Grammy-winning gospel artist Kirk Franklin has made a career out of inspiring others with his music, but what inspires him? Ahead of his recent performance in Indianapolis, Franklin spoke with the Indianapolis Recorder Newspaper about his long career and how he maintains his purpose and passion.
Indianapolis Recorder Newspaper: Your latest album was your 11th consecutive release to debut at No. 1. Why do you think your music resonates so much with so many people?
Franklin: I have no idea (laughs). I think the biggest danger is when a creative person tries too hard to find that out. I think when we spend time analyzing what this is, what that is, you lose hope. You were not trying to analyze when you first started. If that was not your agenda when you first started, it shouldn’t be your agenda while you’re doing it, because you could easily lose the heartbeat of why you’re here.
How do you go about making sure you maintain that heartbeat?
By stumbling, failing and making mistakes, and realizing when you do it. Trying to fight to be true to where you’ve been. Trying to keep people around you who will tell you when you’re doing it, they’ll let you know when you’re losing focus. Trying to keep your spiritual energy deep in God so you can feel his loving hand pulling at your heart when you are losing focus.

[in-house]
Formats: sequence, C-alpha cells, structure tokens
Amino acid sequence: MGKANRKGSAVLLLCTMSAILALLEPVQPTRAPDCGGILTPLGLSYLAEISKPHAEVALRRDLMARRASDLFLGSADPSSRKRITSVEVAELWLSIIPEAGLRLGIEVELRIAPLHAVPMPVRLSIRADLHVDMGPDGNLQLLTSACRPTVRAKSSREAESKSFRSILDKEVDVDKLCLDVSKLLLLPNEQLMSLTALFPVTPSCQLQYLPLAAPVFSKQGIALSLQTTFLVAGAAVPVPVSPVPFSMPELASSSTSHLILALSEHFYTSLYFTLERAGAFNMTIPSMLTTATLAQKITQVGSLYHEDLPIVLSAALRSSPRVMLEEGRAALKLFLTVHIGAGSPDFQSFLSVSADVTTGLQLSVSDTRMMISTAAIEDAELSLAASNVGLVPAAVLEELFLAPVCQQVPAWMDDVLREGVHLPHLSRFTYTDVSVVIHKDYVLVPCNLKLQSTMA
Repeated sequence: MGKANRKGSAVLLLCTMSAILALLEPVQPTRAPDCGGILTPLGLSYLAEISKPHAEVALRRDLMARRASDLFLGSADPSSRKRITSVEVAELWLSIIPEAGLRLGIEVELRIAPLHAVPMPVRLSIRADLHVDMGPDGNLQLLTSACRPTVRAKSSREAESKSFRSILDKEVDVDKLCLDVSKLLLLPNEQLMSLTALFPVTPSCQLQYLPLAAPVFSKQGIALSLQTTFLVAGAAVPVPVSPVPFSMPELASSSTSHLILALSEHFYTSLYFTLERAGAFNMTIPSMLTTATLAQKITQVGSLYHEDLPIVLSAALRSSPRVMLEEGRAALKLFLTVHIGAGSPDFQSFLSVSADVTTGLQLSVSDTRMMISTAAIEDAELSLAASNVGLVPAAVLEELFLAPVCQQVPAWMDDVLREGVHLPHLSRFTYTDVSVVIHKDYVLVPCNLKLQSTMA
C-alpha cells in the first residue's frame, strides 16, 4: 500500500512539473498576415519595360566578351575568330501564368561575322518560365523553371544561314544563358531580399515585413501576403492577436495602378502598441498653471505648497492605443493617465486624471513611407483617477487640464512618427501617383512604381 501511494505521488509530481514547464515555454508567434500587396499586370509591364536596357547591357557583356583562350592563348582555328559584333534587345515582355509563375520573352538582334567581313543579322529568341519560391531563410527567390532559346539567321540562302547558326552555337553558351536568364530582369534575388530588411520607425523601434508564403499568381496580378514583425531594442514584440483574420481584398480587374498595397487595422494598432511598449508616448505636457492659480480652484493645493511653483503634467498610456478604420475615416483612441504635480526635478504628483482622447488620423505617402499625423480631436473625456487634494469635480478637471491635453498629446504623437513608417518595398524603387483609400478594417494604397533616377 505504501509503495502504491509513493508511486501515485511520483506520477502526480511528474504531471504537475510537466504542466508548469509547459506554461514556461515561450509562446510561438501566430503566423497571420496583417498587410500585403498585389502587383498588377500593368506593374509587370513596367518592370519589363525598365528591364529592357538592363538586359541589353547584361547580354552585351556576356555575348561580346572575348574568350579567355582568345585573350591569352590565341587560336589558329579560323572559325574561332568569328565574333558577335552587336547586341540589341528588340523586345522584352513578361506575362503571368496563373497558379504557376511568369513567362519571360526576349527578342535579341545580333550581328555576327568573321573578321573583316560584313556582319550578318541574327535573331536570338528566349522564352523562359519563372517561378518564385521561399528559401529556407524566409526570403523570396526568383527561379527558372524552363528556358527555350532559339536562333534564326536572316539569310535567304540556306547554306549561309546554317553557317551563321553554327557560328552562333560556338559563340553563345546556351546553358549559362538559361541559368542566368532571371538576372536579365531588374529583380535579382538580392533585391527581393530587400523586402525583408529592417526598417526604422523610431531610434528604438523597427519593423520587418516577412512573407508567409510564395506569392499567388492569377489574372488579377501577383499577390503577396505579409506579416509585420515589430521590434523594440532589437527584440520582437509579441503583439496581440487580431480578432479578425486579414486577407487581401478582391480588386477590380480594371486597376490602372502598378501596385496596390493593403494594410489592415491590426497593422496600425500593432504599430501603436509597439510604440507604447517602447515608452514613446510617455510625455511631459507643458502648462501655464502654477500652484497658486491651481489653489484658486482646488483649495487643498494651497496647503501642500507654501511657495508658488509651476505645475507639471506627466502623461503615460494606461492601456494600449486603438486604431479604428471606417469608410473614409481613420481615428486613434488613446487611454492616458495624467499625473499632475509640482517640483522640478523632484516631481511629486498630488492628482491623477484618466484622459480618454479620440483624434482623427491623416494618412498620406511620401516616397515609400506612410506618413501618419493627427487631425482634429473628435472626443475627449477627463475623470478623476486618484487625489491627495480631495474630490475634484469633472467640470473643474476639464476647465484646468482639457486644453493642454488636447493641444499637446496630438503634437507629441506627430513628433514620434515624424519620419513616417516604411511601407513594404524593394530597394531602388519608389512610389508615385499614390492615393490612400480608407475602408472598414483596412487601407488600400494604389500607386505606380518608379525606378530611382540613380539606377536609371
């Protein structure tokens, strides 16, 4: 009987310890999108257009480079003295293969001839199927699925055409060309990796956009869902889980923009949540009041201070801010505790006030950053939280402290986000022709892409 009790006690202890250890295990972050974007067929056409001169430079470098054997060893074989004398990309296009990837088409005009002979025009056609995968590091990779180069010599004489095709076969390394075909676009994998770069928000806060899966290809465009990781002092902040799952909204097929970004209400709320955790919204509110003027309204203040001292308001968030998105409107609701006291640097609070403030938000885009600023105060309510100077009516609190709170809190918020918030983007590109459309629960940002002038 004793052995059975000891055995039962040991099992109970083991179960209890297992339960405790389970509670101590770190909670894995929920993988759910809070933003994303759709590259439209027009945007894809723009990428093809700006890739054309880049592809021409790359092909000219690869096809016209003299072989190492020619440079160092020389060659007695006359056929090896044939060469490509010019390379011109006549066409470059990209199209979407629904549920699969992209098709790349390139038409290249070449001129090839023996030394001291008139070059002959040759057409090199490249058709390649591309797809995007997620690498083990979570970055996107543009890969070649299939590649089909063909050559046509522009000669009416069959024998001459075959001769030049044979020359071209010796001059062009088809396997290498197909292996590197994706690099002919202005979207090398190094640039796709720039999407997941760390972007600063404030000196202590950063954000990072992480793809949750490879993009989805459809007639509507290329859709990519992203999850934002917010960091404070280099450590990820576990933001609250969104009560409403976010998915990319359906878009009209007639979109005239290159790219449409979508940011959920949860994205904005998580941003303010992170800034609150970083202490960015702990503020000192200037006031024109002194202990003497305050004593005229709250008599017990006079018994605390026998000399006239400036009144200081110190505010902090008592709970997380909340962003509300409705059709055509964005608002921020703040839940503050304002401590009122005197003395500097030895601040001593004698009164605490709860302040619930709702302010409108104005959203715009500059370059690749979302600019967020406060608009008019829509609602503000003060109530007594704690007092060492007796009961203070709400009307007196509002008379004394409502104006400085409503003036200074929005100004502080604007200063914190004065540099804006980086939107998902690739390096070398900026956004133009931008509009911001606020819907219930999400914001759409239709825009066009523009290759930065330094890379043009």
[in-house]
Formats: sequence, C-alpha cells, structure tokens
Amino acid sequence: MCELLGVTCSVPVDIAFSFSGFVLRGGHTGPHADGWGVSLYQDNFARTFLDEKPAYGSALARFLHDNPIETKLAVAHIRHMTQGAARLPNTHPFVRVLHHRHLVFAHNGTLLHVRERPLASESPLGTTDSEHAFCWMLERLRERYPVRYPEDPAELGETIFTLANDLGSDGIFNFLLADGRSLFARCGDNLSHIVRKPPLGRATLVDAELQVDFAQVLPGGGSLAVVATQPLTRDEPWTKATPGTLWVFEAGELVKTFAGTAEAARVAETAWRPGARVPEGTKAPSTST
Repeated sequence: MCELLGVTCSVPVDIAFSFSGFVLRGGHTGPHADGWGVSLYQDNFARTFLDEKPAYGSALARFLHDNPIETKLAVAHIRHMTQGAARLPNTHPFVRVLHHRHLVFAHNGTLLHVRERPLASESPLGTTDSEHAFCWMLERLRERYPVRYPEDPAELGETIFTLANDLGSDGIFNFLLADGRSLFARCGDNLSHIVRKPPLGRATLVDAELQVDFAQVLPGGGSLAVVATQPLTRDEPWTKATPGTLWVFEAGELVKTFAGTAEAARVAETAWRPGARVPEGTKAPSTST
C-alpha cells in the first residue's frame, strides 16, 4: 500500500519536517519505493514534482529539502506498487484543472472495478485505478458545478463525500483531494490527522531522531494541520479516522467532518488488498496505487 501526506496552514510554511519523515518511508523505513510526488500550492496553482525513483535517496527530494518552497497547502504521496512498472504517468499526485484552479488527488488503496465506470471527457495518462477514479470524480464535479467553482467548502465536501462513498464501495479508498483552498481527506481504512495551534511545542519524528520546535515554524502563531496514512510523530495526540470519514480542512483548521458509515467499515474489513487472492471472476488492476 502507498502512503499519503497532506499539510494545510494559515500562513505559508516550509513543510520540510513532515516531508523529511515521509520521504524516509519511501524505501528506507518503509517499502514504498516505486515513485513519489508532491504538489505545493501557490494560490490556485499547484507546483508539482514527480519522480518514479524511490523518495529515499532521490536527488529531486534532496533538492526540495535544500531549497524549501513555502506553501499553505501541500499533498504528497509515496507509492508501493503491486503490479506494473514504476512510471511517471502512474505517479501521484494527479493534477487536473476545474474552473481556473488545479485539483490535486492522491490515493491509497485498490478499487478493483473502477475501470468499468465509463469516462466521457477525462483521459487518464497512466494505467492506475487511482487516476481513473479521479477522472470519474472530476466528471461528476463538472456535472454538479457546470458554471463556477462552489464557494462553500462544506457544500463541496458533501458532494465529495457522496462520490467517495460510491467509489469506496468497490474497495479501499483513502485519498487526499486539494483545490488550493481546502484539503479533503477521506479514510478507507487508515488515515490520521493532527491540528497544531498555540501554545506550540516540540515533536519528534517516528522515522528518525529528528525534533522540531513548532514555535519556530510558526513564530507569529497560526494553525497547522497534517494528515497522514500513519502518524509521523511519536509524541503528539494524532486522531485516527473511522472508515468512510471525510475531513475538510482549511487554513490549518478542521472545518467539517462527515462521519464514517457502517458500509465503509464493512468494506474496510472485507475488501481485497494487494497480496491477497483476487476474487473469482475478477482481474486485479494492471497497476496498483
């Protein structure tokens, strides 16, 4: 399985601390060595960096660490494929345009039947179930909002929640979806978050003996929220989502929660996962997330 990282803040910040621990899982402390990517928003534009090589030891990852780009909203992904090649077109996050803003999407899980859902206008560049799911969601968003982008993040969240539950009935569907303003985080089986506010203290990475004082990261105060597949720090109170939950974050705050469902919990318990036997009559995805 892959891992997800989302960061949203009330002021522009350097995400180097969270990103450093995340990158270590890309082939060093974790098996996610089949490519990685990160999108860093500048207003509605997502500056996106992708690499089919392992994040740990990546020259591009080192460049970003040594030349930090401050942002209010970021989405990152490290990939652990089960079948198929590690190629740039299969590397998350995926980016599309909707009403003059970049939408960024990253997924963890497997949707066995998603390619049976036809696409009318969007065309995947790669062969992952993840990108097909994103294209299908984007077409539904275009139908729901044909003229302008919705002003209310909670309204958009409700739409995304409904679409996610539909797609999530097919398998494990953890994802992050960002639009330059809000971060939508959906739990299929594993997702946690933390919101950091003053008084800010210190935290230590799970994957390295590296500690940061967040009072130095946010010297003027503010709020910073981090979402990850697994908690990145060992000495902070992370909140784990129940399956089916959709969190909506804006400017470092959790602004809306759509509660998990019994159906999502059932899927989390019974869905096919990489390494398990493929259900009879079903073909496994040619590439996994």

Twenty years is a long career. How do you find inspiration to continue to create new work?
I just really try hard to just be. Sometimes you can become a human doing, and I believe that is the beginning of failure. For me, I just want to try to continue to be a human being and to try to be in the moment, try to be a good father, a good husband, a good Christian, try to live what I’m singing and writing about. I think that’s where the music comes from. It naturally flows from there. It’s like two people trying too hard to plan the perfect kiss … that would probably be the worst kiss ever. But there’s a very powerful thing about just being. Just be.
How do you maintain the passion for what you do day after day and not get burnt out? In other words, why do you love this so much?
I think there’s a balance: I love it, and it loves me. Life in itself gives you enough to pull from, whether it’s Brussels or Paris, or there was a young lady last night at my concert who bought her tickets in December for the entertainment of it, then between December and now, she was diagnosed with cancer. Now, her whole purpose and motive for being there is now life and death. How can you not be inspired by that? The music inspires me, and I inspire it, and it’s just a beautiful dance we do together.
For your fans who come to one of your shows, when they’re leaving, what do you want them to have experienced?
How full and how real I believe my message of faith is and how infectious, inspiring, enjoyable and entertaining it can be in one. There’s a misconception of what Christians can be or what inspirational music can be — that it’s somber, that it’s a very right-wing type of approach to life. But we laugh, we dance, we cry, we worry, we jam, we party, we move. We do all that we do, and we do it as flawed human people seeking to understand and trust the love of God.
Kelly Patrick Slone@KDPSlone